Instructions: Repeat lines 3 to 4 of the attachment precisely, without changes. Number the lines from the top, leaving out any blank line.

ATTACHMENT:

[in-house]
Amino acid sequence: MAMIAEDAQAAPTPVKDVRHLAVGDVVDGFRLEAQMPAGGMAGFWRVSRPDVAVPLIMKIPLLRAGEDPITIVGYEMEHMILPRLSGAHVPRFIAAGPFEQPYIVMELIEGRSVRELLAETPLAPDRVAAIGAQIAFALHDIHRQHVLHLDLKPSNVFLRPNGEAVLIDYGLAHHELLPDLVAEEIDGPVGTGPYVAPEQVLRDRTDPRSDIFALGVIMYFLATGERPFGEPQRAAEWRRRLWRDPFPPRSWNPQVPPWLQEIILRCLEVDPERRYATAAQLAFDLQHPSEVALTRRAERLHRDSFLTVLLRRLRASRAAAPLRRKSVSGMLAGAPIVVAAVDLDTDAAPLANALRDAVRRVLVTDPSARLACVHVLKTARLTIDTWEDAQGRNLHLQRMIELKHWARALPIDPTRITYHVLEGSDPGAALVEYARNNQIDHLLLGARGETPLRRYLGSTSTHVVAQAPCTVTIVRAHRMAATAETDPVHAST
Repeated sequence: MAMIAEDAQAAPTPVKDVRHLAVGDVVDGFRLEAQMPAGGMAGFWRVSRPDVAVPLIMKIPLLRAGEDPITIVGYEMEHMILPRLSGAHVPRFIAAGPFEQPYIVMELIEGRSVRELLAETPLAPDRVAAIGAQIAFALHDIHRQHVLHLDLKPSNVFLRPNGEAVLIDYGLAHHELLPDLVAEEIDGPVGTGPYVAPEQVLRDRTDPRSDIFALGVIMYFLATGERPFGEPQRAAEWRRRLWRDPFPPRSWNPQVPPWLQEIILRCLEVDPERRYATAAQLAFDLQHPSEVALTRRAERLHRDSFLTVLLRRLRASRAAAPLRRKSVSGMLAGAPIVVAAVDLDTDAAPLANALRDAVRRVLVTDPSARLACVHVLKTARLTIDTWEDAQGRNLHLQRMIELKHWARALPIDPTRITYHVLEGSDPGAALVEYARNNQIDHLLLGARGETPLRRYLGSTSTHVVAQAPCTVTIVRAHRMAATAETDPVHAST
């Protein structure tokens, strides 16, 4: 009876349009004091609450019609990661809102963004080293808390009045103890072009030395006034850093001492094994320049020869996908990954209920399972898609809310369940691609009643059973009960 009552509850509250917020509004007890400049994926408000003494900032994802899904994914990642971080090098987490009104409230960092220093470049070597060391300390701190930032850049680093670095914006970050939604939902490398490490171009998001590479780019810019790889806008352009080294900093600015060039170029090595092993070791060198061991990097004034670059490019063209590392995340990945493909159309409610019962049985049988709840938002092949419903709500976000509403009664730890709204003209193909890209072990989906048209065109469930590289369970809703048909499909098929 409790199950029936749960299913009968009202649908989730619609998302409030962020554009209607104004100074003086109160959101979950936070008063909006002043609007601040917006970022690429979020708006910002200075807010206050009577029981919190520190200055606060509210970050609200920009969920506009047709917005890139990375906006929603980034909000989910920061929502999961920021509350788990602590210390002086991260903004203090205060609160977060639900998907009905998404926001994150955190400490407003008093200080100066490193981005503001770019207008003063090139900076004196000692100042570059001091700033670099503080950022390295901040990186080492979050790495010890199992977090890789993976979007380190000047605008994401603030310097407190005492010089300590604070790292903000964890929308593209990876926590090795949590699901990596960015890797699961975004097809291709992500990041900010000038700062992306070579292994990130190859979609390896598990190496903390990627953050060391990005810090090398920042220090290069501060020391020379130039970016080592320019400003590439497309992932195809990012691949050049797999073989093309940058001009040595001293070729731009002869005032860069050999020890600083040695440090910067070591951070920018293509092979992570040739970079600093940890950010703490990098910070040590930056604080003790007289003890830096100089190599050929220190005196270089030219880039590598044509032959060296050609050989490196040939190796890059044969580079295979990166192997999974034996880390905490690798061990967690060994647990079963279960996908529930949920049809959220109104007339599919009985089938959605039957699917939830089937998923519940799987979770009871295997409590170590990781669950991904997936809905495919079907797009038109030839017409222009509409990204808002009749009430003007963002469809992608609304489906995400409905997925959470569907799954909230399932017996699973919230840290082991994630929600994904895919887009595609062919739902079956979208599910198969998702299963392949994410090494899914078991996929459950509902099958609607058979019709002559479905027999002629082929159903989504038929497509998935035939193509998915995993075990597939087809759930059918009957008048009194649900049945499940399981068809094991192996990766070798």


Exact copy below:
Repeated sequence: MAMIAEDAQAAPTPVKDVRHLAVGDVVDGFRLEAQMPAGGMAGFWRVSRPDVAVPLIMKIPLLRAGEDPITIVGYEMEHMILPRLSGAHVPRFIAAGPFEQPYIVMELIEGRSVRELLAETPLAPDRVAAIGAQIAFALHDIHRQHVLHLDLKPSNVFLRPNGEAVLIDYGLAHHELLPDLVAEEIDGPVGTGPYVAPEQVLRDRTDPRSDIFALGVIMYFLATGERPFGEPQRAAEWRRRLWRDPFPPRSWNPQVPPWLQEIILRCLEVDPERRYATAAQLAFDLQHPSEVALTRRAERLHRDSFLTVLLRRLRASRAAAPLRRKSVSGMLAGAPIVVAAVDLDTDAAPLANALRDAVRRVLVTDPSARLACVHVLKTARLTIDTWEDAQGRNLHLQRMIELKHWARALPIDPTRITYHVLEGSDPGAALVEYARNNQIDHLLLGARGETPLRRYLGSTSTHVVAQAPCTVTIVRAHRMAATAETDPVHAST
């Protein structure tokens, strides 16, 4: 009876349009004091609450019609990661809102963004080293808390009045103890072009030395006034850093001492094994320049020869996908990954209920399972898609809310369940691609009643059973009960 009552509850509250917020509004007890400049994926408000003494900032994802899904994914990642971080090098987490009104409230960092220093470049070597060391300390701190930032850049680093670095914006970050939604939902490398490490171009998001590479780019810019790889806008352009080294900093600015060039170029090595092993070791060198061991990097004034670059490019063209590392995340990945493909159309409610019962049985049988709840938002092949419903709500976000509403009664730890709204003209193909890209072990989906048209065109469930590289369970809703048909499909098929 409790199950029936749960299913009968009202649908989730619609998302409030962020554009209607104004100074003086109160959101979950936070008063909006002043609007601040917006970022690429979020708006910002200075807010206050009577029981919190520190200055606060509210970050609200920009969920506009047709917005890139990375906006929603980034909000989910920061929502999961920021509350788990602590210390002086991260903004203090205060609160977060639900998907009905998404926001994150955190400490407003008093200080100066490193981005503001770019207008003063090139900076004196000692100042570059001091700033670099503080950022390295901040990186080492979050790495010890199992977090890789993976979007380190000047605008994401603030310097407190005492010089300590604070790292903000964890929308593209990876926590090795949590699901990596960015890797699961975004097809291709992500990041900010000038700062992306070579292994990130190859979609390896598990190496903390990627953050060391990005810090090398920042220090290069501060020391020379130039970016080592320019400003590439497309992932195809990012691949050049797999073989093309940058001009040595001293070729731009002869005032860069050999020890600083040695440090910067070591951070920018293509092979992570040739970079600093940890950010703490990098910070040590930056604080003790007289003890830096100089190599050929220190005196270089030219880039590598044509032959060296050609050989490196040939190796890059044969580079295979990166192997999974034996880390905490690798061990967690060994647990079963279960996908529930949920049809959220109104007339599919009985089938959605039957699917939830089937998923519940799987979770009871295997409590170590990781669950991904997936809905495919079907797009038109030839017409222009509409990204808002009749009430003007963002469809992608609304489906995400409905997925959470569907799954909230399932017996699973919230840290082991994630929600994904895919887009595609062919739902079956979208599910198969998702299963392949994410090494899914078991996929459950509902099958609607058979019709002559479905027999002629082929159903989504038929497509998935035939193509998915995993075990597939087809759930059918009957008048009194649900049945499940399981068809094991192996990766070798």